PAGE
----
Those who read my posts each week (and I know you’re out there, a few of you have said so) know that 2021 is shaping up to be a decidedly bipolar birding year for me here in Michoacán. It has been, in fact, the opposite of what they say about the Star Trek movies: to date, my odd-numbered outings have been much better than the even-numbered ones. As far as I can tell, the less satisfactory outings are mostly the result of our deepening two-year drought.

My first trip in February was, fortunately, one of the good ones. I went to the tiny town of Laurelito, on the north slope of Pico Azul, a 2,440 m (8,000 feet) peak just south of Morelia. This site offers a nice mix of pine forest, pine-oak forest with lots of hummingbird-attracting flowers, and grasslands with scattered oaks and eucalyptus. Alas, the flowering plants had almost all dried up, and hummingbirds were few. But the stream that runs through the area still has water, and that may have been important for the good birding.

Some of the first birds I saw that day were among the most satisfactory. I am in communication with birders all over Mexico, and almost everywhere, they have been reporting groups of Cedar Waxwings. These beautiful birds normally are not common down here, and they are never predictable. Although they were a yearly sight during my youth in California, I had only seen them once in all my years birding in Mexico. Only one day before this outing, I had expressed my hope that I might see some this season, as my friends reported sightings from Colima to Durango to Veracruz. And then, at 8:00 the very next morning, there they were!


I saw this handful of Waxwings in a more settled, grassy area where all most trees have been removed. Once I got up into the pine woods and undisturbed mixed grasslands, I was surrounded by old friends. A good number of these Mexican specialties were firsts for the year: Rufous-capped Warbler, Grace’s Warbler, Rufous-capped Brushfinch, Rusty-crowned Ground-Sparrow, and Yellow-eyed Junco. A few of the day’s year-birds would be familiar to many U.S. and Canadian birders: Brown Creeper, White-breasted Nuthatch, Hairy Woodpecker, and Sharp-shinned Hawk.

Unfortunately, the best birds don’t always allow the best photos, so I will share some shots of those that did:

Hairy Woodpeckers occupy a distant fourth place on my list of most-common head-bangers, after Golden-fronted, Ladder-backed and Acorn Woodpeckers.

I saw both Cassin’s and Plumbeous Vireos on this outing, so thanks, ABA, for the split!

Nashville Warblers are quite common down here, but I did kind of like this one’s pose.

Pine Siskins are not all that common in my region, but I’m seeing lots of them this year.

When I first reached Laurelito in the morning, avian activity was so intense I really could have used a birding companion or two (remember those?) to help with the rush. But things got really slow around noon. So I did what any birder should probably do during a drought: look for a reliable source of water that might attract thirsty birds. Laurelito is only a few minutes away from the reservoir of the slightly larger town of San José de las Torres. This reservoir is one of Morelia’s suppliers of water, and is, in fact, a long walk straight uphill from my own neighborhood. I had only tried to bird it once before, a year earlier, and was left thoroughly underwhelmed: no water-loving birds but a couple of Snowy Egrets and three domestic ducks swimming free.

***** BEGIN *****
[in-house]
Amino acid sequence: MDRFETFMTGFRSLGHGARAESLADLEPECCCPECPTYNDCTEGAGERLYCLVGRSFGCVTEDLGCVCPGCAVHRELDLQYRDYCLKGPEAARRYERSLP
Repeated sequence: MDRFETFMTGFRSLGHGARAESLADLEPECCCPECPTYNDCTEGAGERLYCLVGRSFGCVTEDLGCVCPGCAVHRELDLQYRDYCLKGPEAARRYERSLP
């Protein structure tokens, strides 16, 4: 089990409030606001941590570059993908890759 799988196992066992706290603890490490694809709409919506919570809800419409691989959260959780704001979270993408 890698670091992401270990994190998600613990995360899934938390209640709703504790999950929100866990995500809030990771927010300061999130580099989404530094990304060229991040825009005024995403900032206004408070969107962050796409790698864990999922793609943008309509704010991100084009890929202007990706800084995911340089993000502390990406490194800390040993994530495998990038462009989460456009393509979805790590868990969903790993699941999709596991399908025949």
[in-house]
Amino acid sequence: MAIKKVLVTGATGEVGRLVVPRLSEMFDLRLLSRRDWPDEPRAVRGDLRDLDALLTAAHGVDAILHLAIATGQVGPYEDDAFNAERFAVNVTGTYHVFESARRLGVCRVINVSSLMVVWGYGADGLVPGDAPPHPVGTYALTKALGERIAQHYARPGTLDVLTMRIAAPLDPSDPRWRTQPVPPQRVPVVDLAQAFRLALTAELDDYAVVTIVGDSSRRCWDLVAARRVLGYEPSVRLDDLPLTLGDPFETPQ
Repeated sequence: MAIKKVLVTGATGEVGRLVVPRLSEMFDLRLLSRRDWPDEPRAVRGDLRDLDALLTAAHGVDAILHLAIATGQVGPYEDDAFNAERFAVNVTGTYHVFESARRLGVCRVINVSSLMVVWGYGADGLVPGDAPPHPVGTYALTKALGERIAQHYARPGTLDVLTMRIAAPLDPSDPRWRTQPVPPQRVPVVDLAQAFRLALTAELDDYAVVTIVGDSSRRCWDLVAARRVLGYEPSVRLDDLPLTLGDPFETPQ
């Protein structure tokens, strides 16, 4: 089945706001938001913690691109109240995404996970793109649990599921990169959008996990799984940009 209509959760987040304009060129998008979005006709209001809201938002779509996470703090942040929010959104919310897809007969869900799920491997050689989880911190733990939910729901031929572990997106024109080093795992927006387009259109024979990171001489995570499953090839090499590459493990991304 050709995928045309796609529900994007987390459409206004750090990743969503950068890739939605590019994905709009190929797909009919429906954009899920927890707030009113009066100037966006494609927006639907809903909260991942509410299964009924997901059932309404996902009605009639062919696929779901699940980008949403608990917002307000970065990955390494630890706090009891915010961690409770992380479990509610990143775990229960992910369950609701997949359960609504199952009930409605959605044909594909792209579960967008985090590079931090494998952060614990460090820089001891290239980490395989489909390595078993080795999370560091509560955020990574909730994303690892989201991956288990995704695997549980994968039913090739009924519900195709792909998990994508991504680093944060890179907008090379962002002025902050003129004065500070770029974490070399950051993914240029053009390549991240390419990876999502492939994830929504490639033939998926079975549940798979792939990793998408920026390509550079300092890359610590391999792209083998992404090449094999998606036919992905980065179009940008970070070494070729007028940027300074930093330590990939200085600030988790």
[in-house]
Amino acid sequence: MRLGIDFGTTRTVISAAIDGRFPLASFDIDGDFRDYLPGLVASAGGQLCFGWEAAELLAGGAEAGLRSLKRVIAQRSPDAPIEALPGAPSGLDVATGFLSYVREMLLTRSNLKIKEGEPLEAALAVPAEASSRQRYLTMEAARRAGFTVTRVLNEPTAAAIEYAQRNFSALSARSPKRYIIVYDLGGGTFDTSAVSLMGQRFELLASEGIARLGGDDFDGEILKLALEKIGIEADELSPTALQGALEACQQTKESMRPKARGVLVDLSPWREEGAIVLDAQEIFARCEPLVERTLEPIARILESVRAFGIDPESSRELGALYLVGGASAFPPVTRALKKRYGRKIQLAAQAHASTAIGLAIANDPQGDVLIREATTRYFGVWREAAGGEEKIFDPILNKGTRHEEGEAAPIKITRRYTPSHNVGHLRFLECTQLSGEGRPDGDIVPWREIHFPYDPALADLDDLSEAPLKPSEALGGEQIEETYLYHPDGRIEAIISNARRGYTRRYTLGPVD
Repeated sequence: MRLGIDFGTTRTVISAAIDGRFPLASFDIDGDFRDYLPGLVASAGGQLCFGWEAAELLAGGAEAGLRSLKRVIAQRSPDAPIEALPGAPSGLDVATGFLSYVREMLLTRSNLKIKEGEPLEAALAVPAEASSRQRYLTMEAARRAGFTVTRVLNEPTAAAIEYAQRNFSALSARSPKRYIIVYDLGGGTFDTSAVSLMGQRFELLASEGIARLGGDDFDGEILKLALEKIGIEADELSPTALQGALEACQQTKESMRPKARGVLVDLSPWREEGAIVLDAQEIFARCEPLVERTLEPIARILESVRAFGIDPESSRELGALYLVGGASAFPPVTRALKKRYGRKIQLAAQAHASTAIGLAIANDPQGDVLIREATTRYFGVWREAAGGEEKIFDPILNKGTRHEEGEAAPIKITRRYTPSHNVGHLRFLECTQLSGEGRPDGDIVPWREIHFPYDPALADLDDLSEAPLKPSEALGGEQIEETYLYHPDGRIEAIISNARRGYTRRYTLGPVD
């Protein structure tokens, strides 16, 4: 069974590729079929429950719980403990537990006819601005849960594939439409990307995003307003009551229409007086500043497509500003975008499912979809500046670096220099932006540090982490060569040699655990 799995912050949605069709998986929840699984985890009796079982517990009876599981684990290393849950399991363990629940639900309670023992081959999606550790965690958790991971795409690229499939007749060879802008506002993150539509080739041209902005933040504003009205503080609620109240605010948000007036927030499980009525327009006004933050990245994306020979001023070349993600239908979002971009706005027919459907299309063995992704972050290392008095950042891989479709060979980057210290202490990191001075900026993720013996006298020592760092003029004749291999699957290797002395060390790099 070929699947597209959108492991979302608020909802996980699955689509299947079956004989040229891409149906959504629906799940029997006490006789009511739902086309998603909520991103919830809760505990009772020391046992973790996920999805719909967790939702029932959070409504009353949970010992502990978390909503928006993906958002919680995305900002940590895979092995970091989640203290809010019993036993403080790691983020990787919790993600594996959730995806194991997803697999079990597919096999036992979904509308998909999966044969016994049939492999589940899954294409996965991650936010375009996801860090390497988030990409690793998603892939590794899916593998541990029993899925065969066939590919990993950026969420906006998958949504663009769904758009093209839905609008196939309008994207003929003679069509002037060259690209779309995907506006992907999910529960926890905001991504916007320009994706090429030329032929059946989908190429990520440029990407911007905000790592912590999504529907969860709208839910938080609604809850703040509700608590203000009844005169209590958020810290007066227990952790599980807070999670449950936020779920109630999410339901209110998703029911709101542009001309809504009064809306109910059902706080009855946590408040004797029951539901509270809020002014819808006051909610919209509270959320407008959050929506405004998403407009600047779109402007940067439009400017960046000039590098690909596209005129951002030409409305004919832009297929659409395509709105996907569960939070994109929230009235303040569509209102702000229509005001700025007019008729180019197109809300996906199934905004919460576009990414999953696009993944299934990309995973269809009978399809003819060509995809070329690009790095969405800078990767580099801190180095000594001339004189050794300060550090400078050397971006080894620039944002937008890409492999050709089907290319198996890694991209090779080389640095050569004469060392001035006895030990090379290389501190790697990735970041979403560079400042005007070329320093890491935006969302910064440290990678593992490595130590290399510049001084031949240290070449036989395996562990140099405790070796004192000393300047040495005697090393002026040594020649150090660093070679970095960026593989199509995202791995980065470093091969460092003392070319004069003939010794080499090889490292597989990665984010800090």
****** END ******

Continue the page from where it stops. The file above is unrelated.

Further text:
But drought is drought, and my suspicion that water-loving birds would have found the reservoir, as their usual bodies of water shrink or dry up, was confirmed. The domestic ducks were still there, but so were a Gadwall and an American Wigeon. Since I had seen neither species on my January visit to Lake Cuitzeo, these were year-birds. There were at least 50 American Coots scattered around the reservoir. Two, or perhaps more, Spotted Sandpipers flew from shore to floating plants to shore. Surprisingly, both were FOY (first-of-year) species. One Great Egret, one Great Blue Heron and a Tricolored Heron had joined the Snowy Herons. And a small group of Pied-billed Grebes were surprisingly trusting.

The plumes on this Tricolored Heron’s head suggest it is already preparing to mate.

The greenish patch behind this Great Egret’s bill says the same thing.

This Great Blue Heron was just plain showing off.

I’m almost sure I heard this Pied-Billed Grebe singing “Close to you” as it swam by.

But my afternoon surprise was that, once again, Cedar Waxwings turned up to take the best-of-show prize. Were they the same ones I had seen in the morning? Had I missed some then? Or had they found a large group of friends in the interim? All I know is that dozens of Waxwings kept flying from one Eucalyptus to another and over the lake. Best-of-show, indeed!

Waxwings! Waxwings! Waxwings!

As a final note, I should mention that this week’s outing gave me some very special species, which made this year’s list-to-date my second largest ever. Check in next week to see which species these were!

Written by Paul Lewis
Paul Lewis moved from California to Mexico in 1983. He lived first in Mexicali, and now lives in the historic city of Morelia (about halfway between Guadalajara and Mexico City), where he and his wife pastor a small church. He is the author of an internationally distributed book in Spanish about family finances and has recorded four albums in Spanish of his own songs. But every Monday, he explores the wonderful habitats and birds found within an hour of his house, in sites which go from 3,000 to 10,000 feet of altitude. These habitats include freshwater wetlands, savannah grasslands, and pine, oak, pine/oak, pine/fir, cloud, and tropical scrub forests.